62nd out of 71 books — 29 voters
To see what your friends thought of this book, please sign up.
(showing 1-30 of 70)
An absolutely superb book. Weaver spells out in great detail the contours and complexities of the intellectual life of the South from Reconstruction to the early 20th century, a period that saw southerners trying to make sense of why they had just fought one of the most destructive wars in history, and what their defeat in that war meant for their place in the once-again United States of America, as well as the modern world, generally. Weaver's exploration of these attempts does the classic job...more
May 24, 2013 Al rated it 4 of 5 stars · review of another edition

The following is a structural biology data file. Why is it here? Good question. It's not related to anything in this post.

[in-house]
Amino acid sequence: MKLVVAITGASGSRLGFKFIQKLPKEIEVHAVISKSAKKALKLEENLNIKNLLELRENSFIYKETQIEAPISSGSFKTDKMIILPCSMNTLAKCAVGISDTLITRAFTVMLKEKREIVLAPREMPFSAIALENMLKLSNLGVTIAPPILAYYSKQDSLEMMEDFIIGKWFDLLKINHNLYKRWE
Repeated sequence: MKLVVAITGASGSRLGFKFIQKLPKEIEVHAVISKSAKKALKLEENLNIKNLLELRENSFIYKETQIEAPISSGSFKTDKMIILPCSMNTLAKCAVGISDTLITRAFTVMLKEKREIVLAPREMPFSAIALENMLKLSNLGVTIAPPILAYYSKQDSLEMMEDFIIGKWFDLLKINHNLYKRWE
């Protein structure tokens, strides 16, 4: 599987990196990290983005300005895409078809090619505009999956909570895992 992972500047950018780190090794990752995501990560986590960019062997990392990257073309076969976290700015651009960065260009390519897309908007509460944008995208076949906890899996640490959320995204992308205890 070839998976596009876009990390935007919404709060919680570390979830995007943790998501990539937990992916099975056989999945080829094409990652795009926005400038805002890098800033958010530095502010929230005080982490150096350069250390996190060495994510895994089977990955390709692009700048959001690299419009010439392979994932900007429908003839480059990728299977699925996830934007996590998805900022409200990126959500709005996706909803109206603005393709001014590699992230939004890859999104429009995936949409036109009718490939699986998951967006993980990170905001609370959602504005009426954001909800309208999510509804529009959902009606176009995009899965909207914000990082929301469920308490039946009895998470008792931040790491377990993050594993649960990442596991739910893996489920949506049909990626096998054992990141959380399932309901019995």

A survey of Southern literature from a variety of sources which present the ideals that the South fought to preserve from the secular tide and utilitarianism of the North. Weaver's point of view is clear, but he succeeds in maintaining an objective and non-partisan scholarly examination of the entire spectrum of "Lost Cause" literature. His examination of the source material will lead anyone who reads this book to other works by such authors as Bledsoe, Grady and Sage. This is a very readable lo...more
American scholar who taught English at the University of Chicago. He is primarily known as a shaper of mid- 20th century conservatism and as an authority on modern rhetoric. A solitary figure in 20th-century American academic life, briefly a socialist in his youth, a lapsed leftist intellectual conservative by the time he was in graduate school, a teacher of composition, a Platonist philosopher wh...moreMore about Richard M. Weaver...